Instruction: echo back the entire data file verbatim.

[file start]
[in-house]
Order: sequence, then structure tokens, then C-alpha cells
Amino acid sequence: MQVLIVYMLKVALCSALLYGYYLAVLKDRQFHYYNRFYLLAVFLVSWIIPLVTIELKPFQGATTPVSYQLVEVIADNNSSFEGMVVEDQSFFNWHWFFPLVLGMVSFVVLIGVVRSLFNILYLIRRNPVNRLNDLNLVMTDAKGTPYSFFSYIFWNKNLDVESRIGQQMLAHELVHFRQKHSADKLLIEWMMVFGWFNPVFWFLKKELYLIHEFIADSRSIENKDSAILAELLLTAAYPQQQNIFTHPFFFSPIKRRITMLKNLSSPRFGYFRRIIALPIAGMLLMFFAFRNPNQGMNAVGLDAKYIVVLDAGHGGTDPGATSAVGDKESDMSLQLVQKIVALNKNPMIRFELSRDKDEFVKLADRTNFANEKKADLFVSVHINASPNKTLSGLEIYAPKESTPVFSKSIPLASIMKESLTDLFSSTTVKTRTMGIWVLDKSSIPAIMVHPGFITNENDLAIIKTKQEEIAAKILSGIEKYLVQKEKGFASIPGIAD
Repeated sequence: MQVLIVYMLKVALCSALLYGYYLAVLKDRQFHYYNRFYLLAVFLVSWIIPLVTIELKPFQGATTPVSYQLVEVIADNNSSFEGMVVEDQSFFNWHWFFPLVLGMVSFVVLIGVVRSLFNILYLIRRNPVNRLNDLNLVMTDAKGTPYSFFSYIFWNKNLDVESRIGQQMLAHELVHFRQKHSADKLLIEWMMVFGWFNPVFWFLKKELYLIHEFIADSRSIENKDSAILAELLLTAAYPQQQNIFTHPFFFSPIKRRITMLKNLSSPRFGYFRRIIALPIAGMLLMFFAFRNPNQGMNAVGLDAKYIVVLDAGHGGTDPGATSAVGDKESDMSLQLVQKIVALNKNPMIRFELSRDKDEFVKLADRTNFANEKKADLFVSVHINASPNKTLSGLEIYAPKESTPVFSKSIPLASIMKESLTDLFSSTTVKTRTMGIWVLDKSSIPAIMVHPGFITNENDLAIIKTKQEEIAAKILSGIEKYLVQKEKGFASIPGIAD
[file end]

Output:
[in-house]
Order: sequence, then structure tokens, then C-alpha cells
Amino acid sequence: MQVLIVYMLKVALCSALLYGYYLAVLKDRQFHYYNRFYLLAVFLVSWIIPLVTIELKPFQGATTPVSYQLVEVIADNNSSFEGMVVEDQSFFNWHWFFPLVLGMVSFVVLIGVVRSLFNILYLIRRNPVNRLNDLNLVMTDAKGTPYSFFSYIFWNKNLDVESRIGQQMLAHELVHFRQKHSADKLLIEWMMVFGWFNPVFWFLKKELYLIHEFIADSRSIENKDSAILAELLLTAAYPQQQNIFTHPFFFSPIKRRITMLKNLSSPRFGYFRRIIALPIAGMLLMFFAFRNPNQGMNAVGLDAKYIVVLDAGHGGTDPGATSAVGDKESDMSLQLVQKIVALNKNPMIRFELSRDKDEFVKLADRTNFANEKKADLFVSVHINASPNKTLSGLEIYAPKESTPVFSKSIPLASIMKESLTDLFSSTTVKTRTMGIWVLDKSSIPAIMVHPGFITNENDLAIIKTKQEEIAAKILSGIEKYLVQKEKGFASIPGIAD
Repeated sequence: MQVLIVYMLKVALCSALLYGYYLAVLKDRQFHYYNRFYLLAVFLVSWIIPLVTIELKPFQGATTPVSYQLVEVIADNNSSFEGMVVEDQSFFNWHWFFPLVLGMVSFVVLIGVVRSLFNILYLIRRNPVNRLNDLNLVMTDAKGTPYSFFSYIFWNKNLDVESRIGQQMLAHELVHFRQKHSADKLLIEWMMVFGWFNPVFWFLKKELYLIHEFIADSRSIENKDSAILAELLLTAAYPQQQNIFTHPFFFSPIKRRITMLKNLSSPRFGYFRRIIALPIAGMLLMFFAFRNPNQGMNAVGLDAKYIVVLDAGHGGTDPGATSAVGDKESDMSLQLVQKIVALNKNPMIRFELSRDKDEFVKLADRTNFANEKKADLFVSVHINASPNKTLSGLEIYAPKESTPVFSKSIPLASIMKESLTDLFSSTTVKTRTMGIWVLDKSSIPAIMVHPGFITNENDLAIIKTKQEEIAAKILSGIEKYLVQKEKGFASIPGIAD